Wednesday, July 2, 2014

Remembering Simeon Galvez Toribio: Three-time Olympian from Bohol

Mention the name Simeon Galvez Toribio to the present generation of young Boholanos and the responses would either be a perplexed look in the face or a blank stare.

The reaction is expected for Simeon Toribio is from a different era. So let's go back in time to get reacquainted with the legendary Boholano athlete. 
Considered one of the greatest Boholanos who ever lived, Simeon G. Toribio (September 3, 1905 – June 5, 1969) was a Filipino athlete, who won the bronze medal in the high jump at the 1932 Summer Olympics in Los Angeles, United States.

He was one of the country’s highly revered and respected sporting elite who represented the Philippines in three consecutive Summer Olympics, starting in 1928.


The Filipino made his Olympic debut in Antwerp back in 1928. American Bob King won gold with a superior mark of 1.94m. The next four jumpers, included Toribio, the only Asian who went all the way to the final round, had identical jumps of 1.91m.

There were a total of 35 men who battled it out in the qualifying heats. Only 18 of them made it to the final round.

When the bar reached 1.91m, only five athletes made successful clearances. These five were American sports hero Bob King and two American teammates, Frenchman Claude Menard and Simeon Toribio of the Philippines. However, Toribio missed out on the bronze in the ensuing jump-off.


He reached the pinnacle of his career in Los Angeles, where he sailed over 1.97m to win bronze. The 1932 Summer Olympics was the Philippines’ most successful foray into the World’s Greatest Show, with three bronze medals. Teofilo Yldefonso snared his second Olympic third place finish in as many attempts, while boxer Jose Villanueva grabbed the bronze medal in the bantamweight division.
 1932 Olympics High Jump Top Three:
GOLD Canada, BRONZE Simeon Toribio & SILVER U.S.A.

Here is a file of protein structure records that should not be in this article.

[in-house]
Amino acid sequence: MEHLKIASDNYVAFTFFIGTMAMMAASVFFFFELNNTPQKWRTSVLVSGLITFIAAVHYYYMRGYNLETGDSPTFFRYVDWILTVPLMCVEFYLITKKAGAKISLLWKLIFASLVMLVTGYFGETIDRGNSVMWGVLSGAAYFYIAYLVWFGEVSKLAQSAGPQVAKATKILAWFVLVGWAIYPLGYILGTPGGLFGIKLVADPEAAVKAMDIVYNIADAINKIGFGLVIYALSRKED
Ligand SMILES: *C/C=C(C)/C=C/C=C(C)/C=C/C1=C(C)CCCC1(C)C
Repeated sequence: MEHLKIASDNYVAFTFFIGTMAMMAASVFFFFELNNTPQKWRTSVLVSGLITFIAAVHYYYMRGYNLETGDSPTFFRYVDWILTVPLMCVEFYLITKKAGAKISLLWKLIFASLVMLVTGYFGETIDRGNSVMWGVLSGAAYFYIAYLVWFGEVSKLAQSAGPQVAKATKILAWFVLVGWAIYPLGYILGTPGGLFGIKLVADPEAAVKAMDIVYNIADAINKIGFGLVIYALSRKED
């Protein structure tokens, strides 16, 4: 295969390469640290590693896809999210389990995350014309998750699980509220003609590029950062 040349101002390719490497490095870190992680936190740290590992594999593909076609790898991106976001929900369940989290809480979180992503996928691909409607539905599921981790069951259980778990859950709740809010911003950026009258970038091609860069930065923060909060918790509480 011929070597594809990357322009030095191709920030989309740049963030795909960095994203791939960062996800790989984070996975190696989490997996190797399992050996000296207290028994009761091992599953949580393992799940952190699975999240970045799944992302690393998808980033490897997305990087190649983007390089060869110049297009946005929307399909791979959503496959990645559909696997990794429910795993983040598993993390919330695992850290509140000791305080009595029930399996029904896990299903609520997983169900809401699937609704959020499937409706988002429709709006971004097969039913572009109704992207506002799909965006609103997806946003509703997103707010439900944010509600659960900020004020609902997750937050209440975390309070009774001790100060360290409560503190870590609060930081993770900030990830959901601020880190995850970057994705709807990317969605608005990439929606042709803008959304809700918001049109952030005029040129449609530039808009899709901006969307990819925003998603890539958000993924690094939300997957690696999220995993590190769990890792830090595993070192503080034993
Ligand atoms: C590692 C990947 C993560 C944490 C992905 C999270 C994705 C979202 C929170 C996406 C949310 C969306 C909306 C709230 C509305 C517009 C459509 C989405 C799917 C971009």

HIGH JUMP TOP THREE The high jump competition in Los Angeles was a long drawn battle, taking four hours according to Afable. With the top four jumpers all tied with clearances of 1.97m, another jump-off was held to determine the final placements. The competitors all failed to clear 2.007m and 1.99m. 

The gold was awarded to Canada’s Daniel McNaughton, who had a first-time clearance over 1.97m, while Bob Van Osdel of the United States took the silver.


Toribio competed at the 1936 Berlin Olympics, his third Olympiad, but finished outside the medals race.


Simeon Toribio, the pride of Bohol, was considered the "Filipino Field Athlete of the Half Century" and "Asia's Best Athlete" for winning gold medals in the high jump event in the Far Eastern Olympics in 1921, 1923, 1927, 1930 and 1934 and a bronze medal in the 1932 Los Angeles Olympics.

Toribio was the quintessential Filipino athlete. In Jorge Afable’s “Philippine Sports Greats”, he was described as a very disciplined man who knew how to balance a full-time job with a no non-sense athletics training regimen.


In 1930, Toribio was awarded the Helms World Trophy for being Asia's greatest athlete. He became a lawyer and a congressman representing Bohol province where he later settled. 

He had occupations including lawyer, politician, athlete and professional athlete. In his heyday, the tall Toribio reigned supreme in Asian high jumping circles. In a thirteen year period spanning from 1921 to 1934,the Filipino champion won a staggering five gold medals in Far Eastern Games, the precursor to today’s Asian Games.

Before this, Toribio narrowly missed the bronze in the 1928 Amsterdam Games. 


Toribio, who studied at Silliman University, later became a lawyer. In 1941, he was elected to the House of Representatives of the Philippines, representing the Second District of Bohol, and serving until 1953. During the War, he narrowly escaped arrest by the Kempeitai when a Japanese officer saw one of Toribio’s mementoes from the 1923 Far Eastern Games in Osaka.  Since it was the Japanese emperor’s birthday, the Kempeitai officer spared Toribio. 


He quietly retired in Bohol after serving Congress for 12 years. He died in June 5, 1969 at the age of 63 years and 9 months old.

1932 Olympian and bronze medalist Simeon Toribio the first Filipino of only two Filipinos to ever win a track and field medal at an Olympic Games and the first man to clear 2.00meters.

It has been more than eighty years since Simeon Toribio won the high jump bronze medal from the Los Angeles Olympic Games.

The legendary Boholano athlete is best remembered for his world- class exploits in the field of sports

Let us honor and remember our nearly- forgotten athletes who brought fame & glory to this nation. By bringing back his story into the collective consciousness, it is Your Blogger’s ardent wish that this could bring back a sense of pride and serve as inspiration & as fuel for our young Boholano athletes to do their best and be the best version of themselves.

SPECIAL THANKs TO Madame Che Toribio De Los Reyes, granddaughter of Simeon Toribio for the photos taken during the Pagpupugay  Tribute for the Philippines’ Greatest Athletes held recently at Resort World

Photo Credits: Copyright infringement not intended

Extra Special Blog Feature

Part 1: The Tragic Story of Amparo Munoz

  no fairy tale ending SPAIN CONQUERED THE PHILIPPINES AGAIN. Whenever discussions and debates center on who is considered as the m...